Four days in the teeming mega-metropolis of Tehran is not enough. But it was just enough to savour what’s long been special about this city.
There were also moments of surprise. And even a short stay was enough to appreciate the enduring centrality and sensitivity of Iran’s engagement with the wider world.
Elegant chinar trees still soar over Vali-e-Asr, the avenue reputed to be the longest in the Middle East, possibly the world. Sadly, there are fewer trees now, but their stately presence is still a lovely Tehran landmark.
The infamous traffic congestion seems much worse than on my last visit five years ago. Preparations for the much anticipated New Year (Nowruz) swells the slowly flowing streams. Travel time had to be factored in to every decision about where we would head next.
Magnificent Islamic architecture, with intricate Persian patterns and decorative brickwork still make you pause.
So does a delectable cuisine flecked with emerald dill or golden saffron.
And, wherever we went, Iranians stopped us with warm greetings in a wonderful testament to their enduring sense of hospitality.
In the spirit of Nowruz, with its “haft cinn” of seven symbols, these were seven surprises.
1. Hotel lobbies full of visitors, many from Asian countries. “Why are you here?” I ask the head of an Indian electronics company. “To take a look at the potential,” he replies. Is there much ? “A lot,” he declares.
2. The best of “Traditional English tea” (“By appointment to Her Majesty Queen Elizabeth”) in my room in a recently renovated hotel – and leading American soft drinks in the fridge.
3. The many shops selling well known Western fashion brands in wealthier north Tehran despite the vast web of international sanctions. Inventive Iranians have found ways around them.
4. The bazaars are bustling, and in places, bursting full of people and goods for sale. But many people lamented the high prices caused by sanctions. In some cases, they’ve tripled. Cheaper versions can be found on sale.
But some goods are in short supply, including spare parts and some much needed medicines. And government handouts to ease the suffering are being cut back which will also add to the hardship.
5. Tehran skies are dotted with construction cranes. Some Iranians, with access to hard currency and the right connections, have got even richer under sanctions. There seems to be the finances to build new apartments, but was told not many Iranians have funds to buy them.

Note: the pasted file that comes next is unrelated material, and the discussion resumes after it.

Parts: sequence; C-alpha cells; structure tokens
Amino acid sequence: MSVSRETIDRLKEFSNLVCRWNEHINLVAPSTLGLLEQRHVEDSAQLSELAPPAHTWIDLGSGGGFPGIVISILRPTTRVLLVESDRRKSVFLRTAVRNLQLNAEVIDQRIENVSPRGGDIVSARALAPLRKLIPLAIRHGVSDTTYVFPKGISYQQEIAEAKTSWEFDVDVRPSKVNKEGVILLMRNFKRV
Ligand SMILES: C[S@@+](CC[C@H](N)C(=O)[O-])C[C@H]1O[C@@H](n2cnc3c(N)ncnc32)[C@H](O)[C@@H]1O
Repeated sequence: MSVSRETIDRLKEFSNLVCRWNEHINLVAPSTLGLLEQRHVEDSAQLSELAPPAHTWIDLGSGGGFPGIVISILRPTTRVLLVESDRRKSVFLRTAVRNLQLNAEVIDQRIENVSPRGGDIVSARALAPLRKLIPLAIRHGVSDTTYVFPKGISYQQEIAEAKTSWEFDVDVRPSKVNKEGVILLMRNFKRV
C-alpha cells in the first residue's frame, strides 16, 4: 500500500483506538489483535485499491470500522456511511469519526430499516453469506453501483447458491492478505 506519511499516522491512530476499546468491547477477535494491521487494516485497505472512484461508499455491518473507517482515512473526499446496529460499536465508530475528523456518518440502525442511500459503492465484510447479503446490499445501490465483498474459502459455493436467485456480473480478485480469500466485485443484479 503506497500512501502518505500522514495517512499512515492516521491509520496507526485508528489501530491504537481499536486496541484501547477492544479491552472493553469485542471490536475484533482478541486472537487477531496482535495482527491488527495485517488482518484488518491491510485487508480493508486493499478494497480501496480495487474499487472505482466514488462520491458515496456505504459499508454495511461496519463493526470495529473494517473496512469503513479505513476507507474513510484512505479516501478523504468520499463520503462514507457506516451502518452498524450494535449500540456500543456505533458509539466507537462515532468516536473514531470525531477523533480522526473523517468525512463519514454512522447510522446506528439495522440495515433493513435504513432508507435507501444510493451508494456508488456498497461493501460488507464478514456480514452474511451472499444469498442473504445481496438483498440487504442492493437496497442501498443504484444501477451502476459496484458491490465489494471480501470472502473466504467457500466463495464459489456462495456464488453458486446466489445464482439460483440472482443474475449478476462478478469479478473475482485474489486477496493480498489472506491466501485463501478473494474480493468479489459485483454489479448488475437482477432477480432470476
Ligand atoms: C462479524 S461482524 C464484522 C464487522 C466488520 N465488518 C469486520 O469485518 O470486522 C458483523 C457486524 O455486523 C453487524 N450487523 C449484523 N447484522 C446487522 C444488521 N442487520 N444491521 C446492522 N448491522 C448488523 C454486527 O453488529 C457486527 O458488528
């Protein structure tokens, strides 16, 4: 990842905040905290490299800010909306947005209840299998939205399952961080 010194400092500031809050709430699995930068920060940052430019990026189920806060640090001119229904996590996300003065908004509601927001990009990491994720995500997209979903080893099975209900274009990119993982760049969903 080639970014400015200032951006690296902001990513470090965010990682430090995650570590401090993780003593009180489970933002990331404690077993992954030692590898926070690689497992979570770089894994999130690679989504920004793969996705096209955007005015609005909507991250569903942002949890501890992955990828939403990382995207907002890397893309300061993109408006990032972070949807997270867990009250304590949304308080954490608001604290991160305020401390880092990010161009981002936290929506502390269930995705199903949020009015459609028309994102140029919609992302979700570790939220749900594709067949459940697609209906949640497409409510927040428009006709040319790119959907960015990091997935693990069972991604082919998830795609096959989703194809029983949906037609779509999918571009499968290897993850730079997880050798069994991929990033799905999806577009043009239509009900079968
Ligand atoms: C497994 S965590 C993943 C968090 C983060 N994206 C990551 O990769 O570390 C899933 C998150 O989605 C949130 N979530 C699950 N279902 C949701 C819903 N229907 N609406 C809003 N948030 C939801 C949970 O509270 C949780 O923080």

6. The ferocity of the hardline backlash when Baroness Ashton, the EU’s Foreign Policy Chief, and the UN Secretary General Ban Ki-moon, put human rights on the agenda. Suspicion still runs deep that negotiations on Iran’s nuclear programme are a pretext to meddle in Iran. But the bravery of Iranian human rights activists, and the readiness of President Rouhani’s administration to begin to take the lead on human rights issues was also notable.
7. Everyone we met, whatever their political view, expressed a desire for wider engagement with the world, and a long term nuclear agreement that respected Iran and its interests. “We can’t live behind a long wall,” one man remarked, adding the West had to have “good intentions”.
The best expression I heard was that Iran now wants to find “its place in the world, not against the world”. Nationalism and pride are deeply-rooted here. There’s a confidence across the political spectrum about Iran’s rightful place in the region and beyond, but still heated argument over the best way to move forward.
I heard regret from young Iranians about “years lost”, and opportunities missed in a country where about 70% of the population is under the age of 35.
“I’ll never get those years back,” one 30-something young engineer told me. But, like most Iranians I met, he expressed hope that change would come.
Iranians of all ages are engaging with the world from a cyber distance, despite bans on satellite TV and social media sites like Facebook and Twitter. Even my posts on twitter were picked up and used in the reporting by hardline media.
As the Iranian New Year approaches, Iran hopes that, in the spirit of Nowruz, there will be new beginnings and blessings – in a nation like this, that will mean both change and continuity.
As we left Tehran, one of the hard drives on our computers was wiped of all its contents as we went through airport security. But, we had a back-up, and in our own memory, we won’t forget these four days in Tehran.
The Iran Project is not responsible for the content of quoted articles.